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Engineering Team Developing Helicopter That Would Investigate Nuclear Disasters
Students at Virginia Tech's Unmanned Systems Laboratory are perfecting an autonomous helicopter they hope will never be used for its intended purpose. Roughly six feet long and weighing 200 pounds, the re-engineered aircraft is designed to fly into American cities blasted by a nuclear weapon or dirty bomb.
The helicopter’s main mission would be to assist military investigators in the unthinkable: Enter an American city after a nuclear attack in order to detect radiation levels, map, and photograph damage.
“It’s for a worst-case scenario,” said project leader Kevin Kochersberger, a research associate professor with the College of Engineering and director of the Virginia Tech Unmanned Systems Laboratory. His team consists of several graduate and undergraduate students from the mechanical engineering and electrical and computer engineering departments.
Kochersberger and his team re-engineered a remote-controlled Yamaha-built Unmanned Aerial Vehicle RMAX helicopter to fly in fully autonomous mode. They also created flight control software algorithms that will direct the helicopter to radioactive sources on its own accord. To carry out various missions, the researchers outfitted the helicopter with various “plug-and-play payloads” as the vehicle’s weight capacity is limited. The payloads are easily loadable and unloadable boxes that fit snugly under the helicopter’s main body, carrying devices that would detect radiation levels in the atmosphere and on the ground, and take video and still images of damage. Flight control software would allow the mission to be changed mid-flight.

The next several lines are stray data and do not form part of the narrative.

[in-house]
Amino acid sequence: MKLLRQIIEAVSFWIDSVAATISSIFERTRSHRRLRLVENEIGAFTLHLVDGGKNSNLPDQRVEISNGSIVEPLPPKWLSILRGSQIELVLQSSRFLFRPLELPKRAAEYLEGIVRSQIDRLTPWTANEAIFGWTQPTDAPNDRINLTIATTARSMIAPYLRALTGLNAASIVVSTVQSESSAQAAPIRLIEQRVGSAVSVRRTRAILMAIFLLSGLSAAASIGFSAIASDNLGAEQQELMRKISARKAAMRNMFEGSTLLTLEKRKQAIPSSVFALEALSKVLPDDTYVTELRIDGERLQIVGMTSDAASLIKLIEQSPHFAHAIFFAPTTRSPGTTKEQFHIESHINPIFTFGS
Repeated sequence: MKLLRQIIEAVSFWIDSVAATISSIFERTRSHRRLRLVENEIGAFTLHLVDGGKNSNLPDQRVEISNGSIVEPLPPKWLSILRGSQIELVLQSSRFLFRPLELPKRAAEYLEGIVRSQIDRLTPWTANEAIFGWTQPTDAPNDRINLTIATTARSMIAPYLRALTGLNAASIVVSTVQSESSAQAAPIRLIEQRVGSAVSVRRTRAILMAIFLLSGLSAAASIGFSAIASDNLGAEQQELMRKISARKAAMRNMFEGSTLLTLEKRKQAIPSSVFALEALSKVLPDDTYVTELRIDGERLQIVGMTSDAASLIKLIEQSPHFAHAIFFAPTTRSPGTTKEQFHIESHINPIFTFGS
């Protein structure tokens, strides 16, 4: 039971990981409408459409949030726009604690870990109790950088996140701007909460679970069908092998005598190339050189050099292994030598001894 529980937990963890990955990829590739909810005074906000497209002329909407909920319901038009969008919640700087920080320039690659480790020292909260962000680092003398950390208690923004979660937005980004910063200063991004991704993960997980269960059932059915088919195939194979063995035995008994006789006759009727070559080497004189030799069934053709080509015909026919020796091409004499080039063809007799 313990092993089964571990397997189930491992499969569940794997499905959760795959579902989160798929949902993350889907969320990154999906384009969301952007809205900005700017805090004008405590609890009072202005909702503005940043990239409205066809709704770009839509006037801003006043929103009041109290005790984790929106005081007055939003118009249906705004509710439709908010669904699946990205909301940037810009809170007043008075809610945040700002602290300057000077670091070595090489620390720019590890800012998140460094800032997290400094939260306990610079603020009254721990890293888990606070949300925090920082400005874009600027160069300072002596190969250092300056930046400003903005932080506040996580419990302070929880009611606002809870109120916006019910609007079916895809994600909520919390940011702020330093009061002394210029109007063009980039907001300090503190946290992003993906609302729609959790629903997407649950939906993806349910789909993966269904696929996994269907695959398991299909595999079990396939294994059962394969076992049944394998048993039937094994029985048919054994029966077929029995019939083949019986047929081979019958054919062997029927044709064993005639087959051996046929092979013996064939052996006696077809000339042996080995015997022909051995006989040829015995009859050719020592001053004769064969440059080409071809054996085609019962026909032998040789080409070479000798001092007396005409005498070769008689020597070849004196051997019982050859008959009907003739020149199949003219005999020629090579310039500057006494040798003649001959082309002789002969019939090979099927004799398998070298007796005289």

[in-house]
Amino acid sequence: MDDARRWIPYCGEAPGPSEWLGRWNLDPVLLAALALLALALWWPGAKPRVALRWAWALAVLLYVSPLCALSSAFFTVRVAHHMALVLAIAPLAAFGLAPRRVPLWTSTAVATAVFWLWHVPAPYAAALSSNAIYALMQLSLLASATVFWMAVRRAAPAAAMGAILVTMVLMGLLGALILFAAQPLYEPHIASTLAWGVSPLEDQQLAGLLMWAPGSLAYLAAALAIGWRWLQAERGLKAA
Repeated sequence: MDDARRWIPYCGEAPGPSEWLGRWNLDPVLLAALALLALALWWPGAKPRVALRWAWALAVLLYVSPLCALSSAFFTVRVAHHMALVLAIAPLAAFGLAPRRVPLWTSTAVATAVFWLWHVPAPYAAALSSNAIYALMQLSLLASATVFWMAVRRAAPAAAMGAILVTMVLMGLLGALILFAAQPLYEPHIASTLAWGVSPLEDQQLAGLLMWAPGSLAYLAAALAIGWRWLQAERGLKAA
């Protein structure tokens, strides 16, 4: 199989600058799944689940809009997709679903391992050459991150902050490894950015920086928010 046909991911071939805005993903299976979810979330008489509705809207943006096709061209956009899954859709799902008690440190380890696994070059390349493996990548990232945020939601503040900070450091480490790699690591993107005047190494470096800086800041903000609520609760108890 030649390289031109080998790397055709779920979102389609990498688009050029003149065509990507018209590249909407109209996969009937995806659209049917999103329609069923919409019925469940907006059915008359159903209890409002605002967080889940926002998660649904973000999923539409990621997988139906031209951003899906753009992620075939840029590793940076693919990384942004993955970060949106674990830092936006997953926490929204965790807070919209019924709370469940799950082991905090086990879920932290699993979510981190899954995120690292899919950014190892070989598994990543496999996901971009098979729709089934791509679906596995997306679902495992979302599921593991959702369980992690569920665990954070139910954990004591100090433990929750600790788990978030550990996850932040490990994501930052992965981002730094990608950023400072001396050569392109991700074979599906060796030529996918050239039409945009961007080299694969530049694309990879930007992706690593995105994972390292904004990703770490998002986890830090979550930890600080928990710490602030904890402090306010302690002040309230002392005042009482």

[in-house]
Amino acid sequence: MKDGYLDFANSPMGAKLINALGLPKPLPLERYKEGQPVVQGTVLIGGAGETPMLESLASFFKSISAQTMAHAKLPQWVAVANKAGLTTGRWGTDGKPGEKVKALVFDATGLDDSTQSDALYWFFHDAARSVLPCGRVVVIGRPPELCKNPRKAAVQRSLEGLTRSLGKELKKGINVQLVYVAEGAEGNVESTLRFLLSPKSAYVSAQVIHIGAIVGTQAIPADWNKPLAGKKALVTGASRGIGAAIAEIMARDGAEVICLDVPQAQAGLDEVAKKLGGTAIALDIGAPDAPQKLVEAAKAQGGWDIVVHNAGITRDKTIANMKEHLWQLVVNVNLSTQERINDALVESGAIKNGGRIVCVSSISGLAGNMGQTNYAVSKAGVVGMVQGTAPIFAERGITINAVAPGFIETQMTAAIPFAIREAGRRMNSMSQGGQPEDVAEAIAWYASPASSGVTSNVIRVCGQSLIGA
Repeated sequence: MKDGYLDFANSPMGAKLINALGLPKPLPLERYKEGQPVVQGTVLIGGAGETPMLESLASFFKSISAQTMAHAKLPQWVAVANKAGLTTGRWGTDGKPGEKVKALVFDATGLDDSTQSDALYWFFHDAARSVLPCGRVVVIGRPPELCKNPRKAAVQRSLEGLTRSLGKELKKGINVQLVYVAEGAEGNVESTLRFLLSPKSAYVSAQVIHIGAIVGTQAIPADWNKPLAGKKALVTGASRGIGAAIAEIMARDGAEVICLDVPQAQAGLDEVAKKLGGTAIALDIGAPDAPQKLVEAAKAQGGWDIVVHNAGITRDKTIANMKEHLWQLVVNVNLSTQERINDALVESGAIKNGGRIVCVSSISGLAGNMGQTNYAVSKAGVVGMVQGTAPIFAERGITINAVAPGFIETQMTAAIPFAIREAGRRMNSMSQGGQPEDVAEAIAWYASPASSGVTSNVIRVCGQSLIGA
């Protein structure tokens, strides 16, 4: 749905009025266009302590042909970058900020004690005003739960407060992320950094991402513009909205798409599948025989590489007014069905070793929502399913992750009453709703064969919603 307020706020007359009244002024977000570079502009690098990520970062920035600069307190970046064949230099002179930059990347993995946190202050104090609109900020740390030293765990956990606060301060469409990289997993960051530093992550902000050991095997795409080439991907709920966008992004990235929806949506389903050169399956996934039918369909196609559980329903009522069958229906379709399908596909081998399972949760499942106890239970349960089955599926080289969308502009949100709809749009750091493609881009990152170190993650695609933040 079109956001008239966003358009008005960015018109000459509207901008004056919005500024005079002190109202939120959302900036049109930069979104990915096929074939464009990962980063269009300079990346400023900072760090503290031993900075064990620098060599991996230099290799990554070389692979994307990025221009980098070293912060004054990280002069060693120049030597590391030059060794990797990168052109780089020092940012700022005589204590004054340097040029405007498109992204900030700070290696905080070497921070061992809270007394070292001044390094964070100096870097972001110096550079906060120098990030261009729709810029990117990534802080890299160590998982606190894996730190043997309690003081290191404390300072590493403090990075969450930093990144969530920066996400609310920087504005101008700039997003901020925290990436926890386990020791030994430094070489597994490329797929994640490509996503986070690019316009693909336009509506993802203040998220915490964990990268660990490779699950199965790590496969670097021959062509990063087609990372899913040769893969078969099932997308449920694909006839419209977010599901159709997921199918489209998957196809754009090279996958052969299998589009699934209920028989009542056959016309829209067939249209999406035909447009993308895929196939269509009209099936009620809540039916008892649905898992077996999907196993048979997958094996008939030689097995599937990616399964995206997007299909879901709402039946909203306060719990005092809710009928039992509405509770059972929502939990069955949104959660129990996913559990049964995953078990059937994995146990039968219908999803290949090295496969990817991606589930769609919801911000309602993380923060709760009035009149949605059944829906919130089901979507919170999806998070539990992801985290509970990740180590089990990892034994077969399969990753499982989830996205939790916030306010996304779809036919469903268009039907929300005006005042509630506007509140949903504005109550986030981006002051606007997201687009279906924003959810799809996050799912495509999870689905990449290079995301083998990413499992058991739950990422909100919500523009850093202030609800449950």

One payload is unique: A miniature tray-like robot on treads that can be launched via a tether wire from the helicopter to collect evidence. The helicopter would hover over the robot, and pull it back via the wire. A student team is building this robot, which will boast not only “chunk” sampling capability, but also a miniature vacuum which could suck up dust and dirt.
The robot is expected to easily maneuver any terrain, including expected bomb craters, as part of its investigation, said Michael Rose, a graduate student in mechanical engineering, from Gilroy, Calif. The team plans to make the robot water proof, in the event that it comes across water – busted water mains, lakes, rain puddles, etc. “The electronics must be protected from the harmful elements,” Rose said.